Other recommendations are to add a few slices to roasting meats, or a little cooked quince to casseroles. Quinces contain high levels of pectin, which ensures that any jelly made with them in will set easily. Quince jelly is a popular recipe. Quince paste is still widely made in France (‘cotignac’) and Spain (‘membrilo’), while in Argentina and Chile a quince spread (‘dulce de membrilo’) is made. Wine and cider can be made from the fruit. To store fruit, lay them in a single layer, preferably not touching, on slats or straw-lined trays, and keep in a cool dry shed; they should store for 2-3 months. Don’t store them near apples or other fruit as these will gain a quincey flavor.


To get rid of ants sprinkle diatomaceous earth around and in the ant beds. You can get it at most garden centers and it is harmless to humans and pets. It dehydrates and kills the ants.


A rich soil is essential to the development of healthy tomatoes. You may elect to provide all nutrients with a mixture of compost/manure/blood meal. You must provide your tomatoes with the big three: nitrogen (good leaf and stem growth); phosphorus (photosynthesis, root development); and potassium (growth, disease resistance, carbon dioxide utilization).

In addition, a well conditioned garden will furnish the nine other nutrients tomatoes require: sulfur, calcium, magnesium, copper, zinc, molybdenum, manganese, boron and chlorine.


Some plants benefit the garden by fixing nitrogen, which enriches the soil. Peas, beans, clover and alfalfa are all legumes that fix nitrogen. When the crops are mature, you can rototill them back into the soil,adding what's called "green manure."


Apple Maggot

The adult apple maggot is a fly, slightly smaller than a house fly, that lays tiny yellow eggs on developing fruit. The eggs hatch into white - to yellow larvae, that are a typical maggot with a narrow, pointed front end and a blunt, broad- rear end. Full grown larvae are only 1/4 to 3/8 inch long. Adult flies begin emerging in June from overwintering pupae in the soil, with the bulk of emergence occurring in late June. By the end of August, most adults have emerged, but some may still appear in September. Females deposit eggs just under the fruit skin and eggs hatch in 5-10 days. Larvae tunnel through the fruit flesh and mature after fruit fall. There is usually one generation per year but some areas may have a partial second generation. Pits and dimples form on the apple as a result of egg laying damage, leading to misshapen fruit. Larvae damage the flesh by leaving large brown trails allowing decay to occur. When numerous, the fruit grows extremely dimpled and gnarled, and the flesh is ruined. If you have only 1-2 trees and no other host trees are within 300 feet, removing apple maggot infested fruit that has fallen to the ground may help reduce next years' population. Red spheres covered with sticky material placed around the outside of the tree may help reduce apple maggot damage.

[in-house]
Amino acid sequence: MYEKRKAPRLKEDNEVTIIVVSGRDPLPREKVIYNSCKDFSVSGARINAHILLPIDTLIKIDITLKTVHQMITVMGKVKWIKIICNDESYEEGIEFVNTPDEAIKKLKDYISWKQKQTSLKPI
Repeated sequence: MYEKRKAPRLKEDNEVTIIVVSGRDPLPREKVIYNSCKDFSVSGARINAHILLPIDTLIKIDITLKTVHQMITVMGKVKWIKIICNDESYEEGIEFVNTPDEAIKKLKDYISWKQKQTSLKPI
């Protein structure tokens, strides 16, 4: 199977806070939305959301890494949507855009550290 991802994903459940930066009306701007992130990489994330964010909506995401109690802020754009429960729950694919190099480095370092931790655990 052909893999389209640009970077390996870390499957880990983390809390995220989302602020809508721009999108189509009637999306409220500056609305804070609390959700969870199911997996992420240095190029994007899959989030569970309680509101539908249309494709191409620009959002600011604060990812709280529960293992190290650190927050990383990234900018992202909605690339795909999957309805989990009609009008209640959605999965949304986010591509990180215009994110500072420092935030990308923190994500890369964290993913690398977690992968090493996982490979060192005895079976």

Lemon Verbena - grow in fertile, well trained soil in full sun, under plastic in temperate regions as the plants are frost shy; in warm gardens may be trained as a climber against a sunny wall. Sow seed in a cold frame in the early spring, or take cuttings in summer. Propagate every few years, as older plants become threadbare and more sensitive to cold. Also called sweet-scented verbena, herb luisa and Spanish thyme.

(Wild) Honeysuckle - grow in any good soil, in sun or shade, and train up walls or as standards on pillars. Sow seeds in autumn in pots (germination may be slow) or take cuttings in summer. Prune and mulch with compost in spring. Also called woodbine.

Purple Loosestrife - sow on surface of pots of moist compost and stand in trays of water until seedlings emerge; divide mature plants in spring or take cuttings in summer in a moist cold frame. Plant in damp soil in light shade, or full sun where the plant will flower best. Be careful that it does not choke out native plants when naturalized.



“In this light, my spirit saw through all things and into all creatures, and I recognized God in grass and plants.”